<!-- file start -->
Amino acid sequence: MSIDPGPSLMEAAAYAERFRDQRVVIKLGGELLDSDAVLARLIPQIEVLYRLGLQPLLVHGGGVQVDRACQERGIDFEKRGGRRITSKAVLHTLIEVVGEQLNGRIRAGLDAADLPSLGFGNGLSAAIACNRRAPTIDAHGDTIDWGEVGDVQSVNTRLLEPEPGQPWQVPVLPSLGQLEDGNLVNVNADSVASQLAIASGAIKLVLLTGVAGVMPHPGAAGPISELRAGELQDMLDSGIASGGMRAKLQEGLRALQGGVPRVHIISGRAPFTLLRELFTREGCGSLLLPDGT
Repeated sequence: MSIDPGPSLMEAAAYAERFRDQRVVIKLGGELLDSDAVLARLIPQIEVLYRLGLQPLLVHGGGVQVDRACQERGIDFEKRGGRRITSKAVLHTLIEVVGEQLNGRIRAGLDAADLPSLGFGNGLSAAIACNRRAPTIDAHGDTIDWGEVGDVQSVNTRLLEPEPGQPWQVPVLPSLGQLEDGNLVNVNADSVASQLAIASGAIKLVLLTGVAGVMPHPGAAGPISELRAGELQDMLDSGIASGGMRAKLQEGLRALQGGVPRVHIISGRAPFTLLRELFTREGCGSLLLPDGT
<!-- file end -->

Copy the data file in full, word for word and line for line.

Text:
Amino acid sequence: MSIDPGPSLMEAAAYAERFRDQRVVIKLGGELLDSDAVLARLIPQIEVLYRLGLQPLLVHGGGVQVDRACQERGIDFEKRGGRRITSKAVLHTLIEVVGEQLNGRIRAGLDAADLPSLGFGNGLSAAIACNRRAPTIDAHGDTIDWGEVGDVQSVNTRLLEPEPGQPWQVPVLPSLGQLEDGNLVNVNADSVASQLAIASGAIKLVLLTGVAGVMPHPGAAGPISELRAGELQDMLDSGIASGGMRAKLQEGLRALQGGVPRVHIISGRAPFTLLRELFTREGCGSLLLPDGT
Repeated sequence: MSIDPGPSLMEAAAYAERFRDQRVVIKLGGELLDSDAVLARLIPQIEVLYRLGLQPLLVHGGGVQVDRACQERGIDFEKRGGRRITSKAVLHTLIEVVGEQLNGRIRAGLDAADLPSLGFGNGLSAAIACNRRAPTIDAHGDTIDWGEVGDVQSVNTRLLEPEPGQPWQVPVLPSLGQLEDGNLVNVNADSVASQLAIASGAIKLVLLTGVAGVMPHPGAAGPISELRAGELQDMLDSGIASGGMRAKLQEGLRALQGGVPRVHIISGRAPFTLLRELFTREGCGSLLLPDGT